nouna figure of speech involving the comparison of one thing with another thing of a different kind, used to make a description more emphatic or vivid (e.g., as brave as a lion, crazy like a fox ).the use of simile.
a figure of speech in which a word or phrase is applied to an object or action to which it is not literally applicable.””I had fallen through a trapdoor of depression,” said Mark, who was fond of theatrical metaphors”synonyms: figure of speech, image, trope, analogy, comparison, symbol, word painting/picture”the profusion of metaphors in her everyday speech has gotten pretty tiresome”
Don't use plagiarized sources. Get Your Custom Essay on "Poetry cards..." For You For Only $13.90/page!
the attribution of a personal nature or human characteristics to something nonhuman, or the representation of an abstract quality in human form.a figure intended to represent an abstract quality.
plural noun: personifications”the design on the franc shows Marianne, the personification of the French republic”
nounexaggerated statements or claims not meant to be taken literally.synonyms: exaggeration, overstatement, magnification, embroidery, embellishment, excess, overkill, rhetoric; Moreantonyms: understatement
the occurrence of the same letter or sound at the beginning of adjacent or closely connected words.
When you allude to something else
The word of a sound. Ex: moo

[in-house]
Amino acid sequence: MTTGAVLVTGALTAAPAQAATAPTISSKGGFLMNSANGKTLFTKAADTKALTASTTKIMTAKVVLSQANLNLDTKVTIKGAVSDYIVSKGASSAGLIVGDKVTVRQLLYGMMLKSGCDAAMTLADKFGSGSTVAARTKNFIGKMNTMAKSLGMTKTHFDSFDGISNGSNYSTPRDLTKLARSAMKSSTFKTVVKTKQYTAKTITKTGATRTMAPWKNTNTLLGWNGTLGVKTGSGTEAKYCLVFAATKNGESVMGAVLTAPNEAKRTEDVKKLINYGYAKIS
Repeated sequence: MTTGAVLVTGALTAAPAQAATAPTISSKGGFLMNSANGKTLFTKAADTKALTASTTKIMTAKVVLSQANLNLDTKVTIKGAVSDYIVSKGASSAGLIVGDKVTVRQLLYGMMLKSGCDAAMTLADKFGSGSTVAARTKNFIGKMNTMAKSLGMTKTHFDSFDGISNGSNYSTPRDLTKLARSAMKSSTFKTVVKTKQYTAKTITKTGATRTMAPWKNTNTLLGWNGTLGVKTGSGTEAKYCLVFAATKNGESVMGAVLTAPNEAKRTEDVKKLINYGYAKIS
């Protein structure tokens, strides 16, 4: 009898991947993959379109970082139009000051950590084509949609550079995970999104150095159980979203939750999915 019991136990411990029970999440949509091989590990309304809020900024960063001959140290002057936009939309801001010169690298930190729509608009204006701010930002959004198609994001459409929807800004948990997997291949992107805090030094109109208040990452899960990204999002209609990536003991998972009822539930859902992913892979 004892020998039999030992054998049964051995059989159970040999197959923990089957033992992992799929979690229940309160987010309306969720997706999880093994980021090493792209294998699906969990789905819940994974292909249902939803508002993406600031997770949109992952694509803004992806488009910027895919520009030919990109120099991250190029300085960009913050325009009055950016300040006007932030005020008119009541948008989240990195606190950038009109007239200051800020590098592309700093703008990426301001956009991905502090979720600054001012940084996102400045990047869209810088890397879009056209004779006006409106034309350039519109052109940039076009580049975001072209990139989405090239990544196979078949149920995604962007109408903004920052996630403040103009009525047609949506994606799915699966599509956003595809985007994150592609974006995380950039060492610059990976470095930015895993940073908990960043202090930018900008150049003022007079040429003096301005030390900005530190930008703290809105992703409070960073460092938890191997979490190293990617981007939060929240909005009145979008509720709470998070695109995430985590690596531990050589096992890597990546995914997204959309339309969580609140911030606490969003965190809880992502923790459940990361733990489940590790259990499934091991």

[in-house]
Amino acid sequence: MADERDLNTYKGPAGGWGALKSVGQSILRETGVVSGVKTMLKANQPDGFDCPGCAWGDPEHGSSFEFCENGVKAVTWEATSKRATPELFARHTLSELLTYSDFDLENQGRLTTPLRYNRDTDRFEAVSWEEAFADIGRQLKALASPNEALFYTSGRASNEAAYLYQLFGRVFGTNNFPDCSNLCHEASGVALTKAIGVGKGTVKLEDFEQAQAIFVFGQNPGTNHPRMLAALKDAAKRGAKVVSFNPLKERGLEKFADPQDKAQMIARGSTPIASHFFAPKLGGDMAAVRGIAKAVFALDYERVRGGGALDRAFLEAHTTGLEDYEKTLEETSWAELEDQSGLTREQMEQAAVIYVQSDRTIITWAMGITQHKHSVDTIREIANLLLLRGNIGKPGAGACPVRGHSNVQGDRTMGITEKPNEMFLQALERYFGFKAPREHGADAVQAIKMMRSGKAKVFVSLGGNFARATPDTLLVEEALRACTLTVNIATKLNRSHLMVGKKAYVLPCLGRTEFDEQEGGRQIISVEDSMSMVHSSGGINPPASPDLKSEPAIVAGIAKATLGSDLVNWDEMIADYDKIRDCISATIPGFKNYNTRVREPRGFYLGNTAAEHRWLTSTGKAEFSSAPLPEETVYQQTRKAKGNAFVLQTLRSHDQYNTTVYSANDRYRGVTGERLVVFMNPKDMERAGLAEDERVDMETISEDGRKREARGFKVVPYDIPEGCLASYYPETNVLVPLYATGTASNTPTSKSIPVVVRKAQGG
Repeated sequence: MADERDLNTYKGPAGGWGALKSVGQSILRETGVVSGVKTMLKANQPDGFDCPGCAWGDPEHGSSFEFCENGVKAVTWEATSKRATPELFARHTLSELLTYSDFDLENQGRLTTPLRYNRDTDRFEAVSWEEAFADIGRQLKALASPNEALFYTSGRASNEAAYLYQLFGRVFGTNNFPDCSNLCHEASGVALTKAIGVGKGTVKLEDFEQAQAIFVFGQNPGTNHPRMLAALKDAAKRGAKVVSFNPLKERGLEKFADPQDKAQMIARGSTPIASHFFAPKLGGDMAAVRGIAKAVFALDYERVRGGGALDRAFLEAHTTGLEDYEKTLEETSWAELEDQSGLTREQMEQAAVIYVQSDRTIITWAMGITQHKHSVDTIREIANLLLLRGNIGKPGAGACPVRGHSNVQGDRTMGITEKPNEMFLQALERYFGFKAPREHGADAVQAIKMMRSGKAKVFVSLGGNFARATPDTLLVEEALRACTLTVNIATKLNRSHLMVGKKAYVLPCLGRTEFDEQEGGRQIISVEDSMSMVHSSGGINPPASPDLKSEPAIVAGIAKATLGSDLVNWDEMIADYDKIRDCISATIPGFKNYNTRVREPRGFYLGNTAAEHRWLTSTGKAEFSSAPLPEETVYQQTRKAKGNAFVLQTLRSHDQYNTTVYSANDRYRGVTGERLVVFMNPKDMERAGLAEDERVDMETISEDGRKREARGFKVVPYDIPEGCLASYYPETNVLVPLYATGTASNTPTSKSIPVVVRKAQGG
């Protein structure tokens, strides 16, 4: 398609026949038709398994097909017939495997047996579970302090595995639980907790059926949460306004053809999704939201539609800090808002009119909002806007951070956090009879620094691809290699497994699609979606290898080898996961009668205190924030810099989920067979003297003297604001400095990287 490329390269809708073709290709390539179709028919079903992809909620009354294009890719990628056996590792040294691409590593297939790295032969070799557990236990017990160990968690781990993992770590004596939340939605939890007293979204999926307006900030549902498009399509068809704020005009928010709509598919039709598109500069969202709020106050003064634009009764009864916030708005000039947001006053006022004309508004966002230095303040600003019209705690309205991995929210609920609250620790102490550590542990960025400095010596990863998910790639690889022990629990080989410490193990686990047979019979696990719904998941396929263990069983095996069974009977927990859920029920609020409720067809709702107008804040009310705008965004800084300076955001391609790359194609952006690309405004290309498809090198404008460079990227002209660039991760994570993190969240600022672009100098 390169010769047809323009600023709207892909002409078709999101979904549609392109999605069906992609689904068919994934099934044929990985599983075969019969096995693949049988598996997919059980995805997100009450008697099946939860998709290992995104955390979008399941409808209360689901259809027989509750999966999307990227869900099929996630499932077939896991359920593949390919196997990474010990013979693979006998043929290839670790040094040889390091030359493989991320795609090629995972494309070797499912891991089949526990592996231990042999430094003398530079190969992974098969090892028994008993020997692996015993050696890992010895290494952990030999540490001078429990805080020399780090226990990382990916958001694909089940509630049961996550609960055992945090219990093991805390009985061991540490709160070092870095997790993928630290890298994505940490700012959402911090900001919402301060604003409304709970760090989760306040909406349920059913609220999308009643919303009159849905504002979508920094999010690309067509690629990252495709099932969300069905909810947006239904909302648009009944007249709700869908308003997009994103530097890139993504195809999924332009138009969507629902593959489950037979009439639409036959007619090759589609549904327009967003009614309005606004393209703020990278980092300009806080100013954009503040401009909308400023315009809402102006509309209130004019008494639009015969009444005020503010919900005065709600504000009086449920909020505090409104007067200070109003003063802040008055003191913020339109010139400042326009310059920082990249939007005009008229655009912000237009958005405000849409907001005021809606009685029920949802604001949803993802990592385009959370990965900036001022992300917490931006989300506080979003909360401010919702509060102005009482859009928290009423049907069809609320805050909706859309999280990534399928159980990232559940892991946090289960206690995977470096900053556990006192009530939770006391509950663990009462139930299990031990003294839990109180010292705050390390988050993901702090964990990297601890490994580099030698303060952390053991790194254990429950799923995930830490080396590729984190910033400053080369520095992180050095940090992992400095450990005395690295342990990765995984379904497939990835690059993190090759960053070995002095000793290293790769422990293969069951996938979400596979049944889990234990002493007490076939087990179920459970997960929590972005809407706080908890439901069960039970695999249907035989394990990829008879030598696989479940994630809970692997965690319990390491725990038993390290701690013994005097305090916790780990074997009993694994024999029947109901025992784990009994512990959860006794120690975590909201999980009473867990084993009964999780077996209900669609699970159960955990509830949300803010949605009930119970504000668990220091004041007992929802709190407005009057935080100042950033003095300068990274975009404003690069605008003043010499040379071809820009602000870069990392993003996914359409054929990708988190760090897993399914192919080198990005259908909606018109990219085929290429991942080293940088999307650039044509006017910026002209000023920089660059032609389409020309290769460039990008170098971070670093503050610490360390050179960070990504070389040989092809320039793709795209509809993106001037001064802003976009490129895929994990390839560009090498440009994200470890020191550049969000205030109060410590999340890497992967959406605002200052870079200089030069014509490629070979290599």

Form of poetry that tells a story
Emotional or song like poetry, dramatic.
14 lines, 10 syllables per line, any rhyme scheme.
17 syllables, 3 lines of 5,7,5 syllables.
Poem that does not rhyme or have any structure.
A “pharagraph” of peoms
Written in iambic pentameter, but doesn’t rhyme.
a poem or song narrating a story in short stanzas. Traditional ballads are typically of unknown authorship, having been passed on orally from one generation to the next as part of the folk culture.synonyms: song, folk song, chantey, ditty, canzone; Morea slow sentimental or romantic song.
the expression of one’s meaning by using language that normally signifies the opposite, typically for humorous or emphatic effect.
The speed at which a poem is spoken.
a sonnet consisting of three quatrains and a couplet with a rhyme scheme of abab cdcd efef gg —called also Shakespearean sonnet.
a sonnet consisting of an octave rhyming abba abba and a sestet rhyming in any of various patterns (as cde cde or cdc dcd) —called also Petrarchan sonnet.
a line of verse with five metrical feet, each consisting of one short (or unstressed) syllable followed by one long (or stressed) syllable, for example Two households, both alike in dignity.